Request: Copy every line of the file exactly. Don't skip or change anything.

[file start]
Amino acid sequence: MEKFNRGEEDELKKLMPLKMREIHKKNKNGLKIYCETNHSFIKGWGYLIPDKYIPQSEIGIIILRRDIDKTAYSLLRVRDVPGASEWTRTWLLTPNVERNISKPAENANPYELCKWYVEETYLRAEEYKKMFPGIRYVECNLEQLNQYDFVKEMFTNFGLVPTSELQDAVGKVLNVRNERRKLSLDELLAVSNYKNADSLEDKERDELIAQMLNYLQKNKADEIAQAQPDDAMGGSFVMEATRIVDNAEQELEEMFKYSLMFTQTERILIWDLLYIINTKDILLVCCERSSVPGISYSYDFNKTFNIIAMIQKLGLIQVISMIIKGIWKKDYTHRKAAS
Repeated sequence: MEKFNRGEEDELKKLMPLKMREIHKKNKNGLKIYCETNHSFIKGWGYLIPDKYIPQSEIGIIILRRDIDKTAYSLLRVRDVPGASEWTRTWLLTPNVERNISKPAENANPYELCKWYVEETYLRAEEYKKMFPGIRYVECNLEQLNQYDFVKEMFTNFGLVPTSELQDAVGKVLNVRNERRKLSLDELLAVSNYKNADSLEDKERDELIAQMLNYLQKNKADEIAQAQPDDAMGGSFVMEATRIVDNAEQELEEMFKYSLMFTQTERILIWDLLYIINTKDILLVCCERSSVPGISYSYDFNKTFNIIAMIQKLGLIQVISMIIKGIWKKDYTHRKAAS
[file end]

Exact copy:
Amino acid sequence: MEKFNRGEEDELKKLMPLKMREIHKKNKNGLKIYCETNHSFIKGWGYLIPDKYIPQSEIGIIILRRDIDKTAYSLLRVRDVPGASEWTRTWLLTPNVERNISKPAENANPYELCKWYVEETYLRAEEYKKMFPGIRYVECNLEQLNQYDFVKEMFTNFGLVPTSELQDAVGKVLNVRNERRKLSLDELLAVSNYKNADSLEDKERDELIAQMLNYLQKNKADEIAQAQPDDAMGGSFVMEATRIVDNAEQELEEMFKYSLMFTQTERILIWDLLYIINTKDILLVCCERSSVPGISYSYDFNKTFNIIAMIQKLGLIQVISMIIKGIWKKDYTHRKAAS
Repeated sequence: MEKFNRGEEDELKKLMPLKMREIHKKNKNGLKIYCETNHSFIKGWGYLIPDKYIPQSEIGIIILRRDIDKTAYSLLRVRDVPGASEWTRTWLLTPNVERNISKPAENANPYELCKWYVEETYLRAEEYKKMFPGIRYVECNLEQLNQYDFVKEMFTNFGLVPTSELQDAVGKVLNVRNERRKLSLDELLAVSNYKNADSLEDKERDELIAQMLNYLQKNKADEIAQAQPDDAMGGSFVMEATRIVDNAEQELEEMFKYSLMFTQTERILIWDLLYIINTKDILLVCCERSSVPGISYSYDFNKTFNIIAMIQKLGLIQVISMIIKGIWKKDYTHRKAAS